How to feel good in a high pressure situation

Imagine that you are in this situation. You are a professional hockey player. You’re playing in the Stanley Cup playoffs. It is the decisive game; you are in overtime. There are 10 seconds left and, suddenly, one of your colleagues hands you the disc.

What would you do? Would you panic? Would you drown Would you rise to the occasion and save the day?

How would you feel? Highly strung? Alarmed? Excited? Confident?

Overtime in the deciding game, 10 seconds on the clock … and it’s all up to you.

That is a very pressure situation.

Do you want to know what the great hockey player of all time, Wayne Gretzky, said when asked how he felt in that situation?

Wayne said, “I live all season for that moment.”

How is that possible? How is it possible to be in one of the highest pressure situations most of us could imagine, with the season on the line, your team putting its future in your hands and millions of fans watching your every move? that?

It’s possible because, at the time, there are two things that are indisputably true about Wayne Gretzky:

It’s really nice.

You know it’s really good.

And that’s why Wayne Gretzky could feel good about being in the middle of a high-pressure situation. Because he knows that’s when he can shine the brightest.

So let’s take a closer look at those two Gretzky attributes and see how they can be applied to you.

It’s really nice.

In other words, it has competition. He is up to the task at hand. So where does the competition come from? Natural ability? Sure, that may be part of this, but research shows it’s only a small part and that we tend to overrate it. Most of the competition comes from things like study, practice, and experience. Studying means you are continually learning: from your colleagues, from coaches, from mentors, from books, from videos, from your successes and mistakes. Practice means simulating high pressure situations before they arise, honing your skills, playing “what if” scenarios. And experience means putting yourself in these situations over and over again, to the point where “high pressure” becomes part of your comfort zone.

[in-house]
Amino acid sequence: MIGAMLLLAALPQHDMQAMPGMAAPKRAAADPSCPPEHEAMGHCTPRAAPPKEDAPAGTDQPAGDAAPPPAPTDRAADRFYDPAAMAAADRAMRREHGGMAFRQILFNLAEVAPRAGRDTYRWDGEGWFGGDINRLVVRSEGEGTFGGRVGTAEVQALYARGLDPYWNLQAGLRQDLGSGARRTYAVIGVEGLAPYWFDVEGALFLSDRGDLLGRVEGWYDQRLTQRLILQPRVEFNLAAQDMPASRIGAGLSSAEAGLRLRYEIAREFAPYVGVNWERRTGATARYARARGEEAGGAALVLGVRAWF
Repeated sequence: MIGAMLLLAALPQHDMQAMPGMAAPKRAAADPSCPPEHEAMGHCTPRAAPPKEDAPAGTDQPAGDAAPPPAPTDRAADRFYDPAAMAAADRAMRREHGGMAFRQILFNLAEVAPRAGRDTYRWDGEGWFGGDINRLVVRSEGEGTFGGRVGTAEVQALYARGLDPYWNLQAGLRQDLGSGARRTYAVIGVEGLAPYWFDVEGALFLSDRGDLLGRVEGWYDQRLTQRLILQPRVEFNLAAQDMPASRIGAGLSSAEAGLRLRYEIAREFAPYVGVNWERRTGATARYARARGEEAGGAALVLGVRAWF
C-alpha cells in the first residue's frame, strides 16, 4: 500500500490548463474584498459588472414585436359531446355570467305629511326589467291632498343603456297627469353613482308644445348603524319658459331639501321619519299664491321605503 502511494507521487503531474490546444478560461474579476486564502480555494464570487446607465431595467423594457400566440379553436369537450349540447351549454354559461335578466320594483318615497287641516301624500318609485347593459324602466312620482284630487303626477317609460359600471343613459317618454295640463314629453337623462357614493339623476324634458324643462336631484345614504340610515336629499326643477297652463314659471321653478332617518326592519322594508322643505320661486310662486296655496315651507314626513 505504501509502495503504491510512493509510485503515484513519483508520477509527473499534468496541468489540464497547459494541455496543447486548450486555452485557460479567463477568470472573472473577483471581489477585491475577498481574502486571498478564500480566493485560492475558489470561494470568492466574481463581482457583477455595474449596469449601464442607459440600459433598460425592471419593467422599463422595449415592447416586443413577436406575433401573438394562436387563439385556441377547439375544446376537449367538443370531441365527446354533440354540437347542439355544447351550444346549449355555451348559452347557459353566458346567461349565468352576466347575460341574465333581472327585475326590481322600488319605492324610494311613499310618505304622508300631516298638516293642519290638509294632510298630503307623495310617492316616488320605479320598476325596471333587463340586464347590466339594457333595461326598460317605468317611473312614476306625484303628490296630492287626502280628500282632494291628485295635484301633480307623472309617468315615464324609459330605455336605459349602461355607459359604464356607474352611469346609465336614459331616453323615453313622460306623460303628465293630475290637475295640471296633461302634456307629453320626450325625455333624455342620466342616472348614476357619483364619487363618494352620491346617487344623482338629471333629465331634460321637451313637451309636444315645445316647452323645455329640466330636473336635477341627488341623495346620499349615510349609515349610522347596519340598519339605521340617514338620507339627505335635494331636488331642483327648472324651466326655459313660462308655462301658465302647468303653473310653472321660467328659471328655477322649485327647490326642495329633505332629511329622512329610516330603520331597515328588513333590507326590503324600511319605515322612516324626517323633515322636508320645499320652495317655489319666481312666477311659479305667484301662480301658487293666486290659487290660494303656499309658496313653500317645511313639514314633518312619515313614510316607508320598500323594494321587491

So if you’re not really good at what you do, do it really, really good at it. Study, practice, and gain that important experience.

You know it’s really good.

In addition to the competition, Gretzky is also confident. The reason you can feel good in a high pressure situation that could paralyze the rest of us is because you’ve been there before and you know you have what it takes – you know you are up to the challenge. So when the adrenaline hits, it manifests in electrifying arousal rather than paralyzing fear.

And where does this confidence come from? It comes from the competition. It comes from experience. It comes from having been there before, successfully.

“But Bill,” you say, “I know people who have supreme confidence in their abilities and, at the same time, are extremely incompetent in those same abilities.”

Yes, but for the most part they are dilettantes or idiots, right? And the difference between them and Wayne Gretzky is that when push comes to shove, Gretzky can deliver the merchandise. And have fun while you do it!

So yes, it is possible to feel good in a high pressure situation. When you are really good, and you know that you are really good, you, like Wayne Gretzky, will start to see those high pressure situations as opportunities to shine more.

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